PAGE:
Time, All I Have Is Time
Don’t Listen to Me, But Please, Hear Me Out: Part 2
Markets are still volatile although it has pared some of the losses. Most of us are still nervous. But before you hit that sell button, please hear me out.
I saw the chart below when I was wasting time on Twitter as one does while cooped up at home. H/T Liz Anne Sonders, Chief Investment Strategist, Charles Schwab & Co. This is as of March 30th and we have had rough April 1, so things are still unpredictable to say the least.
This chart is great. While all Global indices are down from the Highs of 2020, all of them are up compared to the Lows of 2020. So, for example, On March 23rd, $SPY was trading at a low of $218.26 and on March 31 as I am writing this it hit a high of $263.25. Had you been super lucky & visionary to buy and sell at exactly these times you would have had a sweet gain of 20.6% within a mere 8 days. In other words, $10,000 invested in $SPY on March 23 would be worth about $12,000 on March 31.
This is important as I am focusing on two main investment philosophies in this blog:
1. TIME IN the market matters. TIMING the market is next to impossible.
2. Dollar Cost Averaging. Because it’s impossible to Time the market, investing some amount consistently and over a long period will ensure that you don’t always buy at the highest point nor sell at the lowest point.
Brace yourselves, lots of tables and charts coming up, but I promise you its difficult to read.
Time IN The Market
I am bullish on markets in general, especially the USA market. I usually look at both S&P and the DJIA indices. As I discussed in my article from March 26th, I have been through a few market crashes. But the best part is that the US marlets, the S&P 500 index, over its history has had an upward trajectory. Moreover, in recent times, the time to recovery seems to be getting shorter. Of course, the COVID19 pandemic is a truly global and unprecedented phenomenon, so we may be in for a longer recovery period but recover we certain shall. (Chart Source: Macrotrends).
The S&P 500 is a stock market index that tracks the stocks of 500 large-cap (big companies) U.S. companies.
We can see that after the 1930 Great Depression to the dot com crash in 2002 to the Financial crash of 2008, the market has steadily climbed up from previous highs.
Seeing is Believing
Let us imagine 3 individuals, who all share their birthdays on Jan 2. They were each super lucky and an aunt gifted them $10,000/- each when they turned 25. Amira turned 25 in 1993, Betty turned 25 in 2003 and Chetna turned 25 in 2013. Their aunts were so good that they encouraged the nieces to invest in S&P500 Index Fund ($SPY ETF, Exchange Traded Fund). On March 30, 2020, $SPY closed at about $261.65.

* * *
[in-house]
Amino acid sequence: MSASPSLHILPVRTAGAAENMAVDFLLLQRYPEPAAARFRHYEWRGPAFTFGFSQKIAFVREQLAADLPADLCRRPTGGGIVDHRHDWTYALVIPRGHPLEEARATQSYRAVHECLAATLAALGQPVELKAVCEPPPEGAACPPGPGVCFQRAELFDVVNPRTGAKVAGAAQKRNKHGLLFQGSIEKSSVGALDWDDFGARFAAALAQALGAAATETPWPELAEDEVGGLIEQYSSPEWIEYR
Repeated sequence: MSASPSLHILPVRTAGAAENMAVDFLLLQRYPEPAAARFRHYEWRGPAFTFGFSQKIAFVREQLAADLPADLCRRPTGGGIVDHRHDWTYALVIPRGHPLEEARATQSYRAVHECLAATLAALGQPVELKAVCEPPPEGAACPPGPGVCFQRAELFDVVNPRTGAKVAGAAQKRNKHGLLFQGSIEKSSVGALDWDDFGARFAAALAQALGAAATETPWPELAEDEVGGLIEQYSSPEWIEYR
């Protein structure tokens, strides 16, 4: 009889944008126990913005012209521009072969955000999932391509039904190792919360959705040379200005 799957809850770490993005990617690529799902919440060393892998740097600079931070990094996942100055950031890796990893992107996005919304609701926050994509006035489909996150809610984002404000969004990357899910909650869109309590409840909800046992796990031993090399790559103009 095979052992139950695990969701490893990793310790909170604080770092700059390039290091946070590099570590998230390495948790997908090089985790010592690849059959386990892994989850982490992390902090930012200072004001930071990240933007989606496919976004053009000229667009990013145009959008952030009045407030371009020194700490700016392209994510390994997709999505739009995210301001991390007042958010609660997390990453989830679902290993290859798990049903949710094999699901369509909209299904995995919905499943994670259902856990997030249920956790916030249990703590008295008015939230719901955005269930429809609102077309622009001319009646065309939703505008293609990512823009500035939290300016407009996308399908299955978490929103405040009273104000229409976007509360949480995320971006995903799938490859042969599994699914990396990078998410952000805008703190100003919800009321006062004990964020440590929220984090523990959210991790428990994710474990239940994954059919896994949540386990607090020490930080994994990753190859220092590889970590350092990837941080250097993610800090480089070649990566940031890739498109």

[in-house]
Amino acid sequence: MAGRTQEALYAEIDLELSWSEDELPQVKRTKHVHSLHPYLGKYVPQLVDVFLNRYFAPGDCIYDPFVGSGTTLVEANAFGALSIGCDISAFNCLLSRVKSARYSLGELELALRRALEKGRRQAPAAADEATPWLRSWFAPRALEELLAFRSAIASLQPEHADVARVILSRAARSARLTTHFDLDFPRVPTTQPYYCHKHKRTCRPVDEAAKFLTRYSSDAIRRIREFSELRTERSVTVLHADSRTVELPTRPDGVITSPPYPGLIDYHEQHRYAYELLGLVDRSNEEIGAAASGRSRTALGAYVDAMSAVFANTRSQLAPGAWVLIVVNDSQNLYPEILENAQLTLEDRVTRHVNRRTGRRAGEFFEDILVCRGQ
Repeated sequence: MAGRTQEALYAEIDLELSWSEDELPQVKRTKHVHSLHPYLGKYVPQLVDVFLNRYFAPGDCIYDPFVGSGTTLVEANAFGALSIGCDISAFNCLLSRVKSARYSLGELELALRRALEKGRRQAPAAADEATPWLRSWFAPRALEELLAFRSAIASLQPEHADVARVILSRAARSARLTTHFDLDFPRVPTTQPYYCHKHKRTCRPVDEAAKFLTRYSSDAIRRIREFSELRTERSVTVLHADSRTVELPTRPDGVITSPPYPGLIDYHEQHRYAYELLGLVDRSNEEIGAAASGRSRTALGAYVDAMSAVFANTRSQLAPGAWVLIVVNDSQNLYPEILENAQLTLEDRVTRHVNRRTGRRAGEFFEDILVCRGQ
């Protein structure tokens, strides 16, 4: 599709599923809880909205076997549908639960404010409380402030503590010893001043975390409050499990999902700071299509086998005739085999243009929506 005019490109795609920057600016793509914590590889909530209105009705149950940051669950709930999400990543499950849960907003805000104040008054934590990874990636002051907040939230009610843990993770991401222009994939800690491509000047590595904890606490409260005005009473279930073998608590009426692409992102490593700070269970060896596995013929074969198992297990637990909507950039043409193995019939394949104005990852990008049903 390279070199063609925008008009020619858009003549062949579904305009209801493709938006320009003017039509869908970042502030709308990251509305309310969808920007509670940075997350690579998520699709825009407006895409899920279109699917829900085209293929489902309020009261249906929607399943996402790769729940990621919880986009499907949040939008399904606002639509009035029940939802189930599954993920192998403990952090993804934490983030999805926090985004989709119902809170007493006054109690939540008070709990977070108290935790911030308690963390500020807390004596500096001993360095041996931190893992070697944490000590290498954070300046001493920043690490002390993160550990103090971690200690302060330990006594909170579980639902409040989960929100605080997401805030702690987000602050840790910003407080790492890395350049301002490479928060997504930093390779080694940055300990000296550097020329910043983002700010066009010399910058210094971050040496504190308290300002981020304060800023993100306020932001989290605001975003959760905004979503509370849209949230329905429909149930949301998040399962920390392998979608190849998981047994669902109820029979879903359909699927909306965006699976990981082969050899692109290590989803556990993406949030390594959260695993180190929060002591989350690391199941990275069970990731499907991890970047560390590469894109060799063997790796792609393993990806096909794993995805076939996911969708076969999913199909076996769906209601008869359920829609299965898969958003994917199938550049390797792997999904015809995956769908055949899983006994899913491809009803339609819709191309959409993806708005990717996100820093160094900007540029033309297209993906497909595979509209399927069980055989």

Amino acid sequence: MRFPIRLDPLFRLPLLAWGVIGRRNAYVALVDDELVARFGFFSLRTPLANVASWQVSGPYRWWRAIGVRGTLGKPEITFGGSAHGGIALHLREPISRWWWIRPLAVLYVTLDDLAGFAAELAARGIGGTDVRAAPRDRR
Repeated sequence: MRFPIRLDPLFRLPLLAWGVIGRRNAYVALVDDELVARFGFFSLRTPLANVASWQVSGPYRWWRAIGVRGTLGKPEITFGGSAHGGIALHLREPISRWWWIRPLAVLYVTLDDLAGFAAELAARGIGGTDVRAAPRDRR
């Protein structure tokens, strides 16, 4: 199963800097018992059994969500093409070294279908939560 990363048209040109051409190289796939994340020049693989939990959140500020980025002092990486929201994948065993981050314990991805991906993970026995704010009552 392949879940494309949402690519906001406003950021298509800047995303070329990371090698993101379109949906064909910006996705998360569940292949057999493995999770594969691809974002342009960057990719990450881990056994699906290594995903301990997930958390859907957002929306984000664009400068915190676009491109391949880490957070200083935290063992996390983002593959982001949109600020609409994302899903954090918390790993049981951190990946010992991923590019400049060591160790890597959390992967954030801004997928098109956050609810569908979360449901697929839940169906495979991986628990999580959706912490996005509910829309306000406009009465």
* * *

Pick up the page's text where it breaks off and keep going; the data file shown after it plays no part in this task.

Figure 1: Lump Sum Investment in $SPY
Amira went through 9/11, 2002 as well as 2008 crashes. But her returns are still an impressive 496% and the current value of her $10,000/- is nearly $60,000. Betty’s investments are worth over $28,000 up 180% in 17 years and Chetna’s investments grew to almost $18,000 up 78% in 7 years.
Now I know what you’re thinking, the market has dropped significantly. What was the value of the investments before everything went pear shaped? Well, suppose our intrepid women had magical foresight and sold their entire shares in $SPY on let’s say, March 2, 2020, when $SPY closed at $309.09, what would their cash positions be on March 30, 2020?
Figure 2: Lumps Sum Investment in $SPY with a sell off on March 2, 2020
So, yes, they could have had a much bigger pay day, had they sold on March 2. So, does that mean then that they are bad investors or that the stock market is really bad place to be?
Maybe not. If you look in Figure 1, even our youngest investor, Chetna, has enjoyed a nearly 80% return over 7 years. That’s 10% every year. We all know if we kept money in our savings account instead of investing, we would have barely earned 0.5% per year in interests.
Please also remember that we are facing an unprecedented extreme shock, and this is not normal behavior for the markets. So, when should we get IN the market (buy) and when should we get OUT of the market (sell)?
The obvious answer is of course, Buy Low, Sell High. But it really doesn’t help you, does it? Because when do you know it’s really low or really high? It all depends on your risk appetite and your financial goals. I will talk more about risk profiles, and the compounding impact of investing especially for long term investments, in a future blog.
One great way to mitigate the question of when do buy and when to sell is to invest some amount, consistently over a period of time. Doing this ensures that you average out your cost of purchase so that you are never buying at the highest price nor are you selling at the lowest price. This is called Dollar Cost Averaging.
Dollar Cost Averaging
Now most of us may not have that awesome aunt to give us $10,000/- in lump sum on our 25th birthdays. The best thing to do then is invest a modest amount consistently. Let us say each of our 3 intrepid investors were able to invest in SPDR S&P 500 ETF Trust (SPY) once every month, let’s say on the 12th or 14th of each month.